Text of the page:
Looks like Obamacare could be coming before the Supreme Court once again. Don’t get too excited, though — the case involves just one provision of the Affordable Care Act.
In an unusual move, Hobby Lobby, a chain of craft-supply stores that describes itself as “Christian-owned and operated,” has asked the Supreme Court to review the section of the ACA that requires employers to provide and pay for contraceptives.
What makes the move unusual? The company’s already won a court decision.
Last June, the 10th Circuit Court of Appeals rejected the government’s argument that the owners and their family-owned businesses, Hobby Lobby and a Christian bookstore chain named Mardel, could not legally exercise religion. The court further said the businesses were likely to win their challenge to the HHS mandate, according to company officials.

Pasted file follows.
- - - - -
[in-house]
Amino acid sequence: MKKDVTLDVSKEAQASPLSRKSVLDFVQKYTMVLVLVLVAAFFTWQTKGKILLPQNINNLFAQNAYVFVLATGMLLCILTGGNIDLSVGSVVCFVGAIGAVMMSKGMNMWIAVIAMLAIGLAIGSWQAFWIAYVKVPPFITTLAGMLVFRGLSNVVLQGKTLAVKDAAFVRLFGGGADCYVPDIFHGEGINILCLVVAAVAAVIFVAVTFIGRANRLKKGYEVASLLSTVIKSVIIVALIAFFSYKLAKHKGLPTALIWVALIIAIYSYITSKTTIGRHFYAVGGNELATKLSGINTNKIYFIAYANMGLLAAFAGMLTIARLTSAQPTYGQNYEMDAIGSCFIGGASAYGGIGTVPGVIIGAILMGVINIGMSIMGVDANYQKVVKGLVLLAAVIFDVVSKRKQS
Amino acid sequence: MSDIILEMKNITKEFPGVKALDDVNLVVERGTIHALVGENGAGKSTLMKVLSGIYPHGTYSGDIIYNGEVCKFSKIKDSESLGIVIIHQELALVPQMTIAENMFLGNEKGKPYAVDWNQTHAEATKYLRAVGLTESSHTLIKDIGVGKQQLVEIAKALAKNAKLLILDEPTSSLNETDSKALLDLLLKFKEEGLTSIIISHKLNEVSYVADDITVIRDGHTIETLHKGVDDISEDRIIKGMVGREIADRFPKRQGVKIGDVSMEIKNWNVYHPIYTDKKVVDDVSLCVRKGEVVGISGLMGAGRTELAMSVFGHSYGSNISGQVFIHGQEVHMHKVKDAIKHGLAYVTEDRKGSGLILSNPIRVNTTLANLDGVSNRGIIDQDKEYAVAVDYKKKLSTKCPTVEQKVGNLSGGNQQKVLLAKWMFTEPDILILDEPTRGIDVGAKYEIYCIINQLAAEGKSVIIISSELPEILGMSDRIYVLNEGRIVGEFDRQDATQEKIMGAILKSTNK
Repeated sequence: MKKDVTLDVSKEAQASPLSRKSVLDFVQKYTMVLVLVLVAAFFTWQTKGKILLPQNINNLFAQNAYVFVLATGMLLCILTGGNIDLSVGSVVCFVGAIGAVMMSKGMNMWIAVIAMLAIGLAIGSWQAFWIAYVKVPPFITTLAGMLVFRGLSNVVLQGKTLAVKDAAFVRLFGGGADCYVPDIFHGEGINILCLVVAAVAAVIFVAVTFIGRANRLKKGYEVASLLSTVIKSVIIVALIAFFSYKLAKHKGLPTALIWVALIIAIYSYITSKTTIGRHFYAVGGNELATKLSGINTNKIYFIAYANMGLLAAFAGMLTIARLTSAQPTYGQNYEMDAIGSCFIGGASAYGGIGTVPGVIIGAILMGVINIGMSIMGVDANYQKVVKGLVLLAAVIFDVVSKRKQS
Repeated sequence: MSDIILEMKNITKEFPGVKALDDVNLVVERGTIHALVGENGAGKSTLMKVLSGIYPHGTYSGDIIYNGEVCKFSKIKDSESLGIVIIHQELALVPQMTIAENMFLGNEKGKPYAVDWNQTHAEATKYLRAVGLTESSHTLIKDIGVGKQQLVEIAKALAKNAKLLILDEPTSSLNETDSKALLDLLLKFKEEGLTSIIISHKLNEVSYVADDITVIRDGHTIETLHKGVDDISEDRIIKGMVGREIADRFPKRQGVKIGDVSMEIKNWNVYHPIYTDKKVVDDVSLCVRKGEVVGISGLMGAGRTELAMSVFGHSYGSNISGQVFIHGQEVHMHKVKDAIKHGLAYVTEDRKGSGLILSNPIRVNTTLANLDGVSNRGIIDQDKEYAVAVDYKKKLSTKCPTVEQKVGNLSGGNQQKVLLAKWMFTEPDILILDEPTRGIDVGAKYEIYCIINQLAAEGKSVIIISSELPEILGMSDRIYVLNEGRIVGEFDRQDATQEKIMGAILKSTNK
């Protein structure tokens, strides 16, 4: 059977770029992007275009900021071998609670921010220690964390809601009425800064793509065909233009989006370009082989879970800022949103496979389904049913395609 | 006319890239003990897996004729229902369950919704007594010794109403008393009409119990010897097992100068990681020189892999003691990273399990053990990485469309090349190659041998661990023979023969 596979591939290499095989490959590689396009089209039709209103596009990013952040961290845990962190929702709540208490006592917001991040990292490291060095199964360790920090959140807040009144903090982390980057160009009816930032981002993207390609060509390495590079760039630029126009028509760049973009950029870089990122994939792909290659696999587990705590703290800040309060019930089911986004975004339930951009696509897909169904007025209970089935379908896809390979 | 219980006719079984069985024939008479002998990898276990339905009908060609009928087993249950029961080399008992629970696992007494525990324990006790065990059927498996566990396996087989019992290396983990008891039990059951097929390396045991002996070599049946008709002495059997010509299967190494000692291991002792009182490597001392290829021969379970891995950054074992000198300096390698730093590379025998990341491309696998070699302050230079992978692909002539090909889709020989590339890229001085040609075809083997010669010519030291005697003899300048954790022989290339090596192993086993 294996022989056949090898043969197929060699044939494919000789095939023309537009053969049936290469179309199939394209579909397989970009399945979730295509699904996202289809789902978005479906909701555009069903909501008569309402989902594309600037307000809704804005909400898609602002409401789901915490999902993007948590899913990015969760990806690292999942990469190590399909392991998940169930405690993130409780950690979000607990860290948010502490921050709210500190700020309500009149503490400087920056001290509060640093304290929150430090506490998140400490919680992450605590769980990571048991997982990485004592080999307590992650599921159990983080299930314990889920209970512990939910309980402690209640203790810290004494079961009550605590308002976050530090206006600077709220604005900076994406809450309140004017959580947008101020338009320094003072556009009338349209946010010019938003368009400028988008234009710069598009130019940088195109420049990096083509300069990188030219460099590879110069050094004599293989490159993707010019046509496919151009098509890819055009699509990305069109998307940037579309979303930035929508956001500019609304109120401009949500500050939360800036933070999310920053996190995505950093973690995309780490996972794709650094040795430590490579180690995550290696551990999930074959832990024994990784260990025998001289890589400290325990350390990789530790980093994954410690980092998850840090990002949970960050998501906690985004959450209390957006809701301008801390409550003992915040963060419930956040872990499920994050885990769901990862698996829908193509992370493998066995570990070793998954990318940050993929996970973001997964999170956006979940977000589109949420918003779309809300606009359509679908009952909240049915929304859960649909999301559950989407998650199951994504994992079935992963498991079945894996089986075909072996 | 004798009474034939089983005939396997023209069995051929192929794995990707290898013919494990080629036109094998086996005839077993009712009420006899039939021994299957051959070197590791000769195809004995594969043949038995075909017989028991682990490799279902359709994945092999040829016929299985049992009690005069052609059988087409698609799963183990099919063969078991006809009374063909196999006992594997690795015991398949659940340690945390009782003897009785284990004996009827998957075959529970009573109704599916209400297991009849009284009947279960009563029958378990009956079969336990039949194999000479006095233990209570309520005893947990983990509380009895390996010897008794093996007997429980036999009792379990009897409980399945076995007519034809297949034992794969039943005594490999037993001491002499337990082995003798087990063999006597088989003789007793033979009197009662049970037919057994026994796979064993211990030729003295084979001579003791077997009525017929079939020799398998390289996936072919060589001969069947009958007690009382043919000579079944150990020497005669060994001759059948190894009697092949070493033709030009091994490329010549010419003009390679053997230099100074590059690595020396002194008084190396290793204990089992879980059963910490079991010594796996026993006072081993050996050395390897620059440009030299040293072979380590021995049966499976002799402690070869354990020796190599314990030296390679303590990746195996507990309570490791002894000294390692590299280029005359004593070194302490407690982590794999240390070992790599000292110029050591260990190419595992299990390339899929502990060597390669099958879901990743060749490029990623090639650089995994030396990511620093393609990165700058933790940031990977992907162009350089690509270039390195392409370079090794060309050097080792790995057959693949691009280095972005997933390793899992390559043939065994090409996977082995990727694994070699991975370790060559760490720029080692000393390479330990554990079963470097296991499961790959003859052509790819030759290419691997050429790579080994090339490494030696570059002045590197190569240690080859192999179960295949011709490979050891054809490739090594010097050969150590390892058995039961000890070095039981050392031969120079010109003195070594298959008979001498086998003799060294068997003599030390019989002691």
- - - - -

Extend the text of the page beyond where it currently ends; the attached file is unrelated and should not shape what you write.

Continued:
Since then, courts in other parts of the country have ruled differently, setting up a conflict that only the Supreme Court can resolve, the company said in a press release.
Last month, the government asked the Supreme Court to review the case, and Hobby Lobby agreed that the Supreme Court should hear the appeal.
Kyle Duncan, general counsel for the Becket Fund for Religious Liberty and Hobby Lobby’s attorney, issued the following statement:
Hobby Lobby’s case raises important questions about who can enjoy religious freedom.
Right now, some courts recognize the rights of business owners … and others do not. Religious freedom is too important to be left to chance. The Supreme Court should take this case and protect religious freedom for the Green family and Hobby Lobby.
The Court will consider the government’s petition and Hobby Lobby’s response next month. If the petition is granted, the case would be argued and decided before the end of the Court’s term in June.
Here’s a copy of the firm’s petition to the Supreme Court (link courtesy of Becket Fund).